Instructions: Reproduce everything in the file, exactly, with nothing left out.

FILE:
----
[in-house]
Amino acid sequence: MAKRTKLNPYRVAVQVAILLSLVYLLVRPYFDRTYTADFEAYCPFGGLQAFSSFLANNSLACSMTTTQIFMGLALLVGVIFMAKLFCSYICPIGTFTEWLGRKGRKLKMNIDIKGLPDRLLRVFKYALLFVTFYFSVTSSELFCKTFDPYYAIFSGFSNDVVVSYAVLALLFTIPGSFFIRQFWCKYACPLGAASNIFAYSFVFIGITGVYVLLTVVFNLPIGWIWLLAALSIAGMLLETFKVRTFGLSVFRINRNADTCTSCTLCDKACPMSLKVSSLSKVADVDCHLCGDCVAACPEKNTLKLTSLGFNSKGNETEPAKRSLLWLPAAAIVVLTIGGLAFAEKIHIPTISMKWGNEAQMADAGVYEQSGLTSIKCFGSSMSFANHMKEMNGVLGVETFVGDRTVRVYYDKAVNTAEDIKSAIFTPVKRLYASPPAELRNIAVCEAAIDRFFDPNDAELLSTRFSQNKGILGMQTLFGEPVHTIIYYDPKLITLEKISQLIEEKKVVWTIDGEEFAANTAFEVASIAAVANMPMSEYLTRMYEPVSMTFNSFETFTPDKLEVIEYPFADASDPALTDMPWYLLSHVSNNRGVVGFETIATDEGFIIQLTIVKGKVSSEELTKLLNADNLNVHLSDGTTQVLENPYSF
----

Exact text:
[in-house]
Amino acid sequence: MAKRTKLNPYRVAVQVAILLSLVYLLVRPYFDRTYTADFEAYCPFGGLQAFSSFLANNSLACSMTTTQIFMGLALLVGVIFMAKLFCSYICPIGTFTEWLGRKGRKLKMNIDIKGLPDRLLRVFKYALLFVTFYFSVTSSELFCKTFDPYYAIFSGFSNDVVVSYAVLALLFTIPGSFFIRQFWCKYACPLGAASNIFAYSFVFIGITGVYVLLTVVFNLPIGWIWLLAALSIAGMLLETFKVRTFGLSVFRINRNADTCTSCTLCDKACPMSLKVSSLSKVADVDCHLCGDCVAACPEKNTLKLTSLGFNSKGNETEPAKRSLLWLPAAAIVVLTIGGLAFAEKIHIPTISMKWGNEAQMADAGVYEQSGLTSIKCFGSSMSFANHMKEMNGVLGVETFVGDRTVRVYYDKAVNTAEDIKSAIFTPVKRLYASPPAELRNIAVCEAAIDRFFDPNDAELLSTRFSQNKGILGMQTLFGEPVHTIIYYDPKLITLEKISQLIEEKKVVWTIDGEEFAANTAFEVASIAAVANMPMSEYLTRMYEPVSMTFNSFETFTPDKLEVIEYPFADASDPALTDMPWYLLSHVSNNRGVVGFETIATDEGFIIQLTIVKGKVSSEELTKLLNADNLNVHLSDGTTQVLENPYSF